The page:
Green Chemistry meets PharmaSonja Jost
Director of Berlin-based start-up Dexlechem
Director of Berlin-based start-up Dexlechem
Sonja Jost is an expert in the area of chiral catalysis. The engineer is the director of Dexlechem, a Berlin-based start-up that has already begun to make the business of synthesising drugs easier on the environment.
Sonja Jost's message is that the term "green chemistry" need not be a contradiction in terms. Her curiosity and passion for analysis led the native of Lower Saxony to a business idea with the potential to revolutionise the pharmaceutical industry. As part of the UniCat Cluster of Excellence, the expert on chiral catalysts developed a process at the TU Berlin that involved replacing petroleum-based solvents used in drug manufacture with water, and conserving and recycling precious-metal catalysts. In 2013, the scientist struck out on her own, founding the Berlin-based start-up Dexlechem to bring the technology to market. Jost and her team feel indebted to the forefathers of "green chemistry". Her goal: to turn Dexlechem into one of the largest chemistry companies.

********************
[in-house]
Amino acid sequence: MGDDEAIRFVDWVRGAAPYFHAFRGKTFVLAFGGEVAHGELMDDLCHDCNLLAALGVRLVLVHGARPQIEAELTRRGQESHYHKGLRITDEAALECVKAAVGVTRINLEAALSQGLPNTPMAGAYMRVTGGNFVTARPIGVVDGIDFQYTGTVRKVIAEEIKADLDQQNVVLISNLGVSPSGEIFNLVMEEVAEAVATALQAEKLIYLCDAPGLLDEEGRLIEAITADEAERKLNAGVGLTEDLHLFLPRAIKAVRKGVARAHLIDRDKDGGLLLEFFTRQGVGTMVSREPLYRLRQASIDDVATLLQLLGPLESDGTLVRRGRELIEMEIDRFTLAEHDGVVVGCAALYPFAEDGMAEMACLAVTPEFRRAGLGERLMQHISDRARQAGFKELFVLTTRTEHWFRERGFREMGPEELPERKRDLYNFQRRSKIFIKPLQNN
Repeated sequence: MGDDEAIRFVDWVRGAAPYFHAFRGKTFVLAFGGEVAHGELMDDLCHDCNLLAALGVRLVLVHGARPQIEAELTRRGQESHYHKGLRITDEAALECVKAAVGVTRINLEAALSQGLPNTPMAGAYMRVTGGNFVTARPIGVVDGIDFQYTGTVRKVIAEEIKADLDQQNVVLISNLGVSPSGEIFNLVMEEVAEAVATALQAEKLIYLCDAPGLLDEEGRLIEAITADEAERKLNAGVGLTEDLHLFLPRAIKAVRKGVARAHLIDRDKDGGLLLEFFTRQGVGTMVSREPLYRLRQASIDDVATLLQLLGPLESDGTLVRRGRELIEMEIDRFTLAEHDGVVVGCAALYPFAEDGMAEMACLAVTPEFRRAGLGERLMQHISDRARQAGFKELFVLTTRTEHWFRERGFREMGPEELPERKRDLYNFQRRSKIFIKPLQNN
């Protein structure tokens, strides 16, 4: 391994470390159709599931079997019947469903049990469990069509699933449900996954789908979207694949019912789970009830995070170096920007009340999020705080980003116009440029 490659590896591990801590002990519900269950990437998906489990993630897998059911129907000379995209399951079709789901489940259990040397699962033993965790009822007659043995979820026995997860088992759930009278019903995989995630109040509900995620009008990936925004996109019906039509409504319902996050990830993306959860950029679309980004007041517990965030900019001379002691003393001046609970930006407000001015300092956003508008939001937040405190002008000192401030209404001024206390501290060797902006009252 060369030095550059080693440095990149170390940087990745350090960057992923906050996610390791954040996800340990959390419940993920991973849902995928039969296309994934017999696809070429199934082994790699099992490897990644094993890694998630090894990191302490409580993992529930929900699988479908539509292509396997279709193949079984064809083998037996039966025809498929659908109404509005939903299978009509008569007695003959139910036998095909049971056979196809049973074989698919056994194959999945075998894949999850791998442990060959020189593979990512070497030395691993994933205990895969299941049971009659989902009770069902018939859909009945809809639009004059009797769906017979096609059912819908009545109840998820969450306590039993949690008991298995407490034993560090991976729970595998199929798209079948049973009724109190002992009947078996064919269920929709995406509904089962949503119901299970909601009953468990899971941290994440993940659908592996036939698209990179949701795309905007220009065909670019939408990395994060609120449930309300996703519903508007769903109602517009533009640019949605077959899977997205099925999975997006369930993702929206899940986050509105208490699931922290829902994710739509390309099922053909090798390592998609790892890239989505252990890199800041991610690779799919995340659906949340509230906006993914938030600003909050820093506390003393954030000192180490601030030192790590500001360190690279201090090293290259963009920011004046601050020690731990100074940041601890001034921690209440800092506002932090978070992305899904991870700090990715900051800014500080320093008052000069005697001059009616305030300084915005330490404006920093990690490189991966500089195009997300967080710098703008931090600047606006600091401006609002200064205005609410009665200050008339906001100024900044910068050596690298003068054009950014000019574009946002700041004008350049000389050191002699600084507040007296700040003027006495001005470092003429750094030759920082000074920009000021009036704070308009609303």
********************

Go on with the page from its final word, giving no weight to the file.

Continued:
When Sonja Jost explains her business idea, her enthusiasm is palpable. Pride and determination resonate in her voice when she talks about it. That same determination she is now bringing to bear to awaken others' enthusiasm for her idea. Three years ago, the researcher and her partners got together to found Berlin-based start-up Dexlechem with the goal of bringing her process for the reusability of chiral precious-metal catalysts in the chemical-pharmaceutical industry to market. "I wanted to do something. I knew of so many brilliant inventions that were never developed as industrial applications and I thought to myself, 'I need to take this on myself to square the circle'," explains Jost.
Passion for methodological data